Mother & Child Health

We work together with communities and local government to prevent mother and child suffering and death. The latest Indonesian statistics show that every three hours a mother dies in childbirth, while every hour 20 babies die. Half of these babies are less than one month old. In remote areas these figures are worse. We provide a mix of practical support, education and health promotion that aims to change poor health behaviours into positive behaviours. Simple basic stuff, really, but with huge effects!


We provide very practical support such as materials to build water tanks, water taps and toilets for clean water and sanitation, mosquito nets to avoid malaria, materials for community health posts to support pregnant women, mothers and children and materials for evacuation roads to help communities escape to safety when another tsunami hits.

But it is the capacity building of community members, schoolchildren, community health volunteers and relevant government staff that really lies at the heart of what we do to increase the independence and health status of communities and reduce the risk from natural disasters.

Our programs have a holistic approach, combining practical support with capacity building, on different elements such as:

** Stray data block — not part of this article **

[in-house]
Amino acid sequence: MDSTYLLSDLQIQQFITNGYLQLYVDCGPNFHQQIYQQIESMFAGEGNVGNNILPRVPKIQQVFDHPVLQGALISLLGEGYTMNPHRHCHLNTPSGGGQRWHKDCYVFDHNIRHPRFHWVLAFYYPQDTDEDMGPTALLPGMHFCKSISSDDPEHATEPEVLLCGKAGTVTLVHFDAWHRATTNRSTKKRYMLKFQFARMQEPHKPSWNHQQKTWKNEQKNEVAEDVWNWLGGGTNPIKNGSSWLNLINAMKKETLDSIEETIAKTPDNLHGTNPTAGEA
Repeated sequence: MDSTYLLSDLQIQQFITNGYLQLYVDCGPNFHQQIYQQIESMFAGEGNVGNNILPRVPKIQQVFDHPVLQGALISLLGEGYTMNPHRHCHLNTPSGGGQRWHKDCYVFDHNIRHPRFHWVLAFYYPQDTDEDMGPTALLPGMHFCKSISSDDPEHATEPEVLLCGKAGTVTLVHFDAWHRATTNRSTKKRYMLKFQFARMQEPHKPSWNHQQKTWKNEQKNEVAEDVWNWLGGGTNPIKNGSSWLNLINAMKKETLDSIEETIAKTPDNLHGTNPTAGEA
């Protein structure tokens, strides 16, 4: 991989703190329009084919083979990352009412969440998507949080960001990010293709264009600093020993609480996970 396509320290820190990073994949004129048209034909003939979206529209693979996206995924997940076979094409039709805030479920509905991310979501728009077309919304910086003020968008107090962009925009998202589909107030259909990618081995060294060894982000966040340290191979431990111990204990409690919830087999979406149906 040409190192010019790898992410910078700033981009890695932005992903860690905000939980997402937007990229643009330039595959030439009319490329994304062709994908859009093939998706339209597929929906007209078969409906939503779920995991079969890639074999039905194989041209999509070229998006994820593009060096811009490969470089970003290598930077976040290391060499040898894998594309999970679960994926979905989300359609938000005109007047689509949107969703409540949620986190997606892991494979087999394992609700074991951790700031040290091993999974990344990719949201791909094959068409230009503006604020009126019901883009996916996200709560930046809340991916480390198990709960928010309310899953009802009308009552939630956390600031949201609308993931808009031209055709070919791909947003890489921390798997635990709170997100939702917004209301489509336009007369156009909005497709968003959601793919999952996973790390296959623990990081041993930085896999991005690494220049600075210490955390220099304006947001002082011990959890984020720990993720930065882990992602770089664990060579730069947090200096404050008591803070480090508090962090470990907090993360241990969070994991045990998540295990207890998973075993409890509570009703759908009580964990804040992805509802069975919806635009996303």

Water & Sanitation

Clean water and sanitation can mean the end of diarrhoea which, for children under five years of age, means having a real chance to survive in remote areas.


These key activities – insecticide treated nets, cleaning up the environment, mass blood tests, trained community members and health staff – contribute to the end of malaria.


Knowing what to eat and feed your children, growing nutritious crops and using the right foodstuffs, can all contribute to lowering malnutrition.

Community Health Centres

Groups of community health volunteers (kaders) work together with the local health department to deliver health messages on nutrition, hygiene and sanitation to their neighbours, focusing on at-risk households.

Education & Health Promotion

Practical support is great, but not enough to ensure people adopt healthy behaviours. Behaviour change is our ultimate goal as this will have an immediate impact on health status, and for generations to come.

We train local health staff, health volunteers (kaders) and community members on how to use the practical tools we provide and which behaviours should be promoted to save the lives of mothers and children.